Ohio University

JOUR Capstone Classroom takes classroom creativity to new levels

JOUR Capstone Classroom takes classroom creativity to new levels
Students write on the whiteboard walls while working on a class project during Lecturer Daniel Farkas’ Strategic Communication Writing (JOUR 3700) class in the JOUR Capstone Classroom on Thursday, Feb. 11, 2016. / photo by Margaret Sabec

ATHENS, Ohio—Students in the E.W. Scripps School of Journalism have a new outlet for their creative ideas and classroom assignments, and it comes in the form of classroom walls and windows they can write on.

The JOUR Capstone Classroom is located in Scripps Hall, Room 210, that has six pillars and three walls that students are encouraged to write on. The walls are painted with special whiteboard paint that can be written on with regular dry erase whiteboard markers and erased. Students can even write on the windows. It can transform from a creative, idea strewn space, to a basic white walled room with just a few swipes of an eraser.

“This space is for writing on, it is a space for ideas,” said E.W. Scripps School of Journalism Director Dr. Bob Stewart. “The way I explain it is, there is very little distance between the idea and the expression of the idea. You don’t have to pull out your computer and start up a gadget, you just walk over and write on the wall.”

To some, the JOUR Capstone Classroom might seem a little rough around the edges. The floor is bare concrete, the furniture seems a little mismatched and there are some industrial pipes on the walls (painted with whiteboard paint of course). However, that is the vision that Stewart had all along.

“I wanted this to be more like a loft, factory space, that would be gritty, and just the ideas were all that mattered, not the furniture,” said Stewart. “It is more or less how I hoped it would be. It’s not about something cool looking, except it is sort of cool looking because of how rough it is.”

Walking into the room during a class session, such as lecturer Daniel Farkas’ Strategic Communication Writing (JOUR 3700) class, showcases the energy and flow the room provides. In some regards, the classroom can bring to mind some corporate or agency settings more so than a traditional classroom environment.  

“To me movement is everything, pace of play matters and I think that motion creates energy in the class,” said Farkas. “From a writing perspective they can brainstorm there and they can use it [the walls] if they want to. The room is large enough and structured enough where they can break into groups that they can still have a little bit of privacy if they want it. For example, next week the capstone class will have an 80-minute class with small group work and they can take care of it in that classroom instead of trying to find space at Alden Library during a busy hour. It allows students to physically get up and go somewhere, and for me that is very helpful.”

This is the first semester that Farkas has taught in the JOUR Capstone Classroom. During a typical class session Farkas will switch between a PowerPoint lecture, group discussion, writing points on the walls himself and occasionally small group work depending on the class. Overall, students seem to appreciate the new classroom design.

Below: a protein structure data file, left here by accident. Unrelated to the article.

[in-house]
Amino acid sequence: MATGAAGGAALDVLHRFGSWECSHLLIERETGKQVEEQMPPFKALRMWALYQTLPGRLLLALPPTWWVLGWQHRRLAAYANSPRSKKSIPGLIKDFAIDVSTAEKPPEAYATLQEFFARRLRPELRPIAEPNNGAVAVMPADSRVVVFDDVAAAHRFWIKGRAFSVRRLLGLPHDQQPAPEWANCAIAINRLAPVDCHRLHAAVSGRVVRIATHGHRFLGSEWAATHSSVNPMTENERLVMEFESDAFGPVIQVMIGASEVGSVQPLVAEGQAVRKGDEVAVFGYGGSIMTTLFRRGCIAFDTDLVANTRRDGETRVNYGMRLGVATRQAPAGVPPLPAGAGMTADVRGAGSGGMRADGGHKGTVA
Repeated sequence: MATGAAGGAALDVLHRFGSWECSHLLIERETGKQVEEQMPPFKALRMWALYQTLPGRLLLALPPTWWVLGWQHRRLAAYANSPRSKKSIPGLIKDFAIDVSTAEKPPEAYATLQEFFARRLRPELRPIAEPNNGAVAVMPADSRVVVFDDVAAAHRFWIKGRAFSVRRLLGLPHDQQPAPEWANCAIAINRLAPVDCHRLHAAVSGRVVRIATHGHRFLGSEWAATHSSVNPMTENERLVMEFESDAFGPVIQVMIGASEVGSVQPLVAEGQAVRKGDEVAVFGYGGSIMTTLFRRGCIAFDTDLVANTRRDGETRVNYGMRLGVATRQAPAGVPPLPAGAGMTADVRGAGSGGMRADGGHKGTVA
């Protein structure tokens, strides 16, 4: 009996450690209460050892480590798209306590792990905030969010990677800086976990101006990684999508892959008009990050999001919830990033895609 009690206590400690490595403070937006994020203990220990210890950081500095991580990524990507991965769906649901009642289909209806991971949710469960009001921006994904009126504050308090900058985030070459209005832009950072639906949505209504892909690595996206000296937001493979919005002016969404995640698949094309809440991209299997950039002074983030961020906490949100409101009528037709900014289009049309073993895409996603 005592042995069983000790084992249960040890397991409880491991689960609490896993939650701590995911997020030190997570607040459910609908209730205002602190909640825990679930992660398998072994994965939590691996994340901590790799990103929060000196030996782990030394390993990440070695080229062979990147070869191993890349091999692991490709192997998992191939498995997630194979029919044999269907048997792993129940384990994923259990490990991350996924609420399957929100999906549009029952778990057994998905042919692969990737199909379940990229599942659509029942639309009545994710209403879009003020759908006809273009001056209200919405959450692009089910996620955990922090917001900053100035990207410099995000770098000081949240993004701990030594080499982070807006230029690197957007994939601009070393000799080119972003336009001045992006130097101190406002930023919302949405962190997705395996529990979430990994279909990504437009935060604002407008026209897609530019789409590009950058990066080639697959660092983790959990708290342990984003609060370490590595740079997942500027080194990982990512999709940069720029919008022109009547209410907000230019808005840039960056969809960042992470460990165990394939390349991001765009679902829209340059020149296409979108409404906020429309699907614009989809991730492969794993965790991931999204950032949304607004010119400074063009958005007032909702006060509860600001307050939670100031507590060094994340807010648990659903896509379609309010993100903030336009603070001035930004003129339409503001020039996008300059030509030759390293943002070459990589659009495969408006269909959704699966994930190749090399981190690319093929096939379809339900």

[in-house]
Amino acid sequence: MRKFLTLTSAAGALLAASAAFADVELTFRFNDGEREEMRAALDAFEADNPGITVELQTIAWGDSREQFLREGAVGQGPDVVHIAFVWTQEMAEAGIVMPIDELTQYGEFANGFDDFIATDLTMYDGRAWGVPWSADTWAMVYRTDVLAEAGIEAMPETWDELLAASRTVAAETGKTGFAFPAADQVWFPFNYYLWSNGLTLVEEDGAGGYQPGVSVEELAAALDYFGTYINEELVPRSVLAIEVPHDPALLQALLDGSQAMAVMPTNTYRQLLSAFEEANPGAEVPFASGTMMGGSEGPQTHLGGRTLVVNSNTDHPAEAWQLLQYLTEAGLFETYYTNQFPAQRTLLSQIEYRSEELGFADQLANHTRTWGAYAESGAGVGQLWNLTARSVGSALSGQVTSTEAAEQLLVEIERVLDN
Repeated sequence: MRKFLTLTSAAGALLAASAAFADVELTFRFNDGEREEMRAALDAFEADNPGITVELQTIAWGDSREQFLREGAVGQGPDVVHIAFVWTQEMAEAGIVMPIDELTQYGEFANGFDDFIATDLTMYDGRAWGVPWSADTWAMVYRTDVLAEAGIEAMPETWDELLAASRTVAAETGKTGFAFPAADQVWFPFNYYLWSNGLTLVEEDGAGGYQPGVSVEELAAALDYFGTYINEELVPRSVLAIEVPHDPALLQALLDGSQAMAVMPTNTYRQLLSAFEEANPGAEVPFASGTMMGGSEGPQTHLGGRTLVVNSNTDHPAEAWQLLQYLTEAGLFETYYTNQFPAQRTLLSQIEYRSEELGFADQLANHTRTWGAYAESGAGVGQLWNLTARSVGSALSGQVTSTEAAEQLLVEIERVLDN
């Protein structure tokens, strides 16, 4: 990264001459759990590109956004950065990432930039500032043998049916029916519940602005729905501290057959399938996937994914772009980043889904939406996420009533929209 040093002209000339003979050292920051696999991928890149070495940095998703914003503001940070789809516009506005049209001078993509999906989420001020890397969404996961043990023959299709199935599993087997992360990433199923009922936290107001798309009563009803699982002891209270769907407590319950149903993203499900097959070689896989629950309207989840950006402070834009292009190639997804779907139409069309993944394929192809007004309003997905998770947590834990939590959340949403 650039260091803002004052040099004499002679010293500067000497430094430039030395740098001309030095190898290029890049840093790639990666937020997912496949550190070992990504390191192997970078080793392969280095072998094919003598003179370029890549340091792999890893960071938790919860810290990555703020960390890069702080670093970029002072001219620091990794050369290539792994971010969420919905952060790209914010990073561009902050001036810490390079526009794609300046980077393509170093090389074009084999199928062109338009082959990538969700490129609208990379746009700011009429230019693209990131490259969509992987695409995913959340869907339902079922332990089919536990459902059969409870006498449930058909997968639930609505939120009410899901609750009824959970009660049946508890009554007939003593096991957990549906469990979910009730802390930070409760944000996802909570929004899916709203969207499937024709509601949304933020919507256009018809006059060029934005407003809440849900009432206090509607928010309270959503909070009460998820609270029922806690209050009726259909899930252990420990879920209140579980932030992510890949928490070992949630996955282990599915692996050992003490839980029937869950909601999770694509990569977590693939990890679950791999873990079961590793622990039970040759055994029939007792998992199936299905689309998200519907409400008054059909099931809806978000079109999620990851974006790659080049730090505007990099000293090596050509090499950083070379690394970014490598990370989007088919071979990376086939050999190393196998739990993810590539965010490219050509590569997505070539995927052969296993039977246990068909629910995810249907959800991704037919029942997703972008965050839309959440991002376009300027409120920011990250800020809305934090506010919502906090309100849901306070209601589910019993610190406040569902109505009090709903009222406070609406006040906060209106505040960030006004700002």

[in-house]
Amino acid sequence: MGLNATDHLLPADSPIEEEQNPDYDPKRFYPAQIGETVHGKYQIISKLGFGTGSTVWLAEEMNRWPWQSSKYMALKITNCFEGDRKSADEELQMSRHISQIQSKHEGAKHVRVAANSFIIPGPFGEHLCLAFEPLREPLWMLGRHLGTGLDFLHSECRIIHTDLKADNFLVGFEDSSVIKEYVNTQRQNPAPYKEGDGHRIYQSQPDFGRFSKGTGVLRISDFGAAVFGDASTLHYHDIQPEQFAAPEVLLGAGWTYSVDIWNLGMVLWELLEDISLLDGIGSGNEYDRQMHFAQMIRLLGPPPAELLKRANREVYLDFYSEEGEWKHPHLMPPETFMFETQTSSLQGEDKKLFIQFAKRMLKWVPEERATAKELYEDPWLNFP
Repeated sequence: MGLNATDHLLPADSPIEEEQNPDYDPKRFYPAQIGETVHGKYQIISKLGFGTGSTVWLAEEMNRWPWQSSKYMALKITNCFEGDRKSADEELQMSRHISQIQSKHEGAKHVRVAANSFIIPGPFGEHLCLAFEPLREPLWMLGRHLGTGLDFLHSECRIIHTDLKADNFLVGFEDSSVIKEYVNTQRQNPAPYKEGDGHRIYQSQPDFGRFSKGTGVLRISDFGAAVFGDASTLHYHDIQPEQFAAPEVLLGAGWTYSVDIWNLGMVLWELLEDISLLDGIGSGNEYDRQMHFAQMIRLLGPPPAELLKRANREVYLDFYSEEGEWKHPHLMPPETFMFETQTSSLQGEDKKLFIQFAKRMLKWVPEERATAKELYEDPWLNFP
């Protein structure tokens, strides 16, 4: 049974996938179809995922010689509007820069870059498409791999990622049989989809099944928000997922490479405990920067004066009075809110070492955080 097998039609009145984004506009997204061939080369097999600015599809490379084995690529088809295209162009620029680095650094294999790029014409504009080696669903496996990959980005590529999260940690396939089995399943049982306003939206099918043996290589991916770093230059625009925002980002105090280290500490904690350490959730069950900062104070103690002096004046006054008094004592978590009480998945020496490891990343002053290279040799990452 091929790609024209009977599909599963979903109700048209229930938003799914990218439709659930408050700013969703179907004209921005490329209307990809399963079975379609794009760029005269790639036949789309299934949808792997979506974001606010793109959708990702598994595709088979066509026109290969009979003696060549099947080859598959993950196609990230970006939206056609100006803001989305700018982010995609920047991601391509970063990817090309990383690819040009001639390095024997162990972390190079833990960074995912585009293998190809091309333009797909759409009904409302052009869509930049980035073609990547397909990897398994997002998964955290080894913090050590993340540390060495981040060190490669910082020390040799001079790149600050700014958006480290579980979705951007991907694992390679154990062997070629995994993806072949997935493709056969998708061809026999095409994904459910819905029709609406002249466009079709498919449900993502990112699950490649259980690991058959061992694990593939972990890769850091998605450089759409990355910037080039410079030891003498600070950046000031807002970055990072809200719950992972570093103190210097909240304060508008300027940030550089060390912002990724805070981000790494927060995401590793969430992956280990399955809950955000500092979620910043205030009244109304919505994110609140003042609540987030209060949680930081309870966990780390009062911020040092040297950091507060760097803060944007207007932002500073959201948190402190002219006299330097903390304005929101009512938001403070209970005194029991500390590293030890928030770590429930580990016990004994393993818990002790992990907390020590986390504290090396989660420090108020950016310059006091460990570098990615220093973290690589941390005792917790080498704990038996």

We use the whiteboard walls,” said Tyler Prich a junior strategic communication major. “Its really different, its really nice to have something other than having everyone stare at a single whiteboard. It gets us involved moving around the class, so it's a nice element to add to everything.

Erica Stonehill, a junior strategic communication major, commented, I like the whiteboard walls a lot. It encourages people to participate and do more if they aren't comfortable talking.”

The JOUR Capstone Classroom also includes a green screen wall in the back, where students can film a project or segment against the backdrop wall and replace it with a virtual background in an editing program on their smartphone or computer. Sound dampening panels will be added to the room in the future to help control the noise levels in the room as uses for the space continue to evolve.

Scripps Hall has served many purposes and housed many entities on campus, from the previous home of the Lasher Learning Center to the new home of the Barbara Geralds Institute for Storytelling and Social Impact. Before the E.W. Scripps School of Journalism joined the rest of the college in the newly constructed Schoonover Center for Communication it also served as their “clubhouse” according to Stewart.

Scripps Hall was recently renovated during the summer of 2015 and the JOUR Capstone Classroom was fully completed for use this spring semester. Stewart plans to bring the 2016 High School Journalism Workshop students into this space and allow some current Ohio University student organizations to begin using the classroom in the evenings.

“Every school talks about innovation, this is a really good way to show it,” said Farkas. “Yes, it will help as a classroom, but with all of the other components I think this will differentiate what the E.W. Scripps School of Journalism brings to the table and what makes us distinctive. There is a lot of cool things that will come from this as a classroom setting, but also a lot of student organizations will get a lot of benefit from this space over time once they learn about it. I think it’s going to go a long way in building relationships with other student organizations on campus and with perspective students.”

To learn more or to reserve the room, email Sharon Nickels at nickels@ohio.edu or call 593-2539.

To see more photos of the JOUR Capstone Classroom, click here.